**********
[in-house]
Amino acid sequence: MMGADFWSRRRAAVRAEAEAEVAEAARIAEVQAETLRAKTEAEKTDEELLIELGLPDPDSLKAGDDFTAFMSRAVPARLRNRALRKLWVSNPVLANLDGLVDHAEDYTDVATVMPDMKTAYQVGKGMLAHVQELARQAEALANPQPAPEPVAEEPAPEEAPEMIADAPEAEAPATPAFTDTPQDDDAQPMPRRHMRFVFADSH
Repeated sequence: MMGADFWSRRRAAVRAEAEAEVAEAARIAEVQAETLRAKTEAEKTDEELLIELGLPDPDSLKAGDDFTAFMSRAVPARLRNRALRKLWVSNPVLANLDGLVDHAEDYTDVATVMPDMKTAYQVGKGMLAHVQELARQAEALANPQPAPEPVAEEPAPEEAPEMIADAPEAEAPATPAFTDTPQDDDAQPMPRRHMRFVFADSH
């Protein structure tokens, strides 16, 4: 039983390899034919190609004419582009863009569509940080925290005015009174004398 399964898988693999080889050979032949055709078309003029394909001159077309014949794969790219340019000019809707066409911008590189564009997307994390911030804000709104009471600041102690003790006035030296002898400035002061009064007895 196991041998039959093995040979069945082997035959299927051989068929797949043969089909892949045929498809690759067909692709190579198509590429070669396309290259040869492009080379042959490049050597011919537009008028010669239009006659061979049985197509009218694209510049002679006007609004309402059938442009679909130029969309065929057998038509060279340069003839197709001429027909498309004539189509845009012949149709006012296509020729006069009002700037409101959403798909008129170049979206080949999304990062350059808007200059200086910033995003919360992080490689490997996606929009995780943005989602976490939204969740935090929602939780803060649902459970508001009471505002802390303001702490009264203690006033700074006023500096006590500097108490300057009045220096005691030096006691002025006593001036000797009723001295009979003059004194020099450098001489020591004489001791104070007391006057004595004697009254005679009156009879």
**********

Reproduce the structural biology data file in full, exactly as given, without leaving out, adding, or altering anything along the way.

[in-house]
Amino acid sequence: MMGADFWSRRRAAVRAEAEAEVAEAARIAEVQAETLRAKTEAEKTDEELLIELGLPDPDSLKAGDDFTAFMSRAVPARLRNRALRKLWVSNPVLANLDGLVDHAEDYTDVATVMPDMKTAYQVGKGMLAHVQELARQAEALANPQPAPEPVAEEPAPEEAPEMIADAPEAEAPATPAFTDTPQDDDAQPMPRRHMRFVFADSH
Repeated sequence: MMGADFWSRRRAAVRAEAEAEVAEAARIAEVQAETLRAKTEAEKTDEELLIELGLPDPDSLKAGDDFTAFMSRAVPARLRNRALRKLWVSNPVLANLDGLVDHAEDYTDVATVMPDMKTAYQVGKGMLAHVQELARQAEALANPQPAPEPVAEEPAPEEAPEMIADAPEAEAPATPAFTDTPQDDDAQPMPRRHMRFVFADSH
């Protein structure tokens, strides 16, 4: 039983390899034919190609004419582009863009569509940080925290005015009174004398 399964898988693999080889050979032949055709078309003029394909001159077309014949794969790219340019000019809707066409911008590189564009997307994390911030804000709104009471600041102690003790006035030296002898400035002061009064007895 196991041998039959093995040979069945082997035959299927051989068929797949043969089909892949045929498809690759067909692709190579198509590429070669396309290259040869492009080379042959490049050597011919537009008028010669239009006659061979049985197509009218694209510049002679006007609004309402059938442009679909130029969309065929057998038509060279340069003839197709001429027909498309004539189509845009012949149709006012296509020729006069009002700037409101959403798909008129170049979206080949999304990062350059808007200059200086910033995003919360992080490689490997996606929009995780943005989602976490939204969740935090929602939780803060649902459970508001009471505002802390303001702490009264203690006033700074006023500096006590500097108490300057009045220096005691030096006691002025006593001036000797009723001295009979003059004194020099450098001489020591004489001791104070007391006057004595004697009254005679009156009879």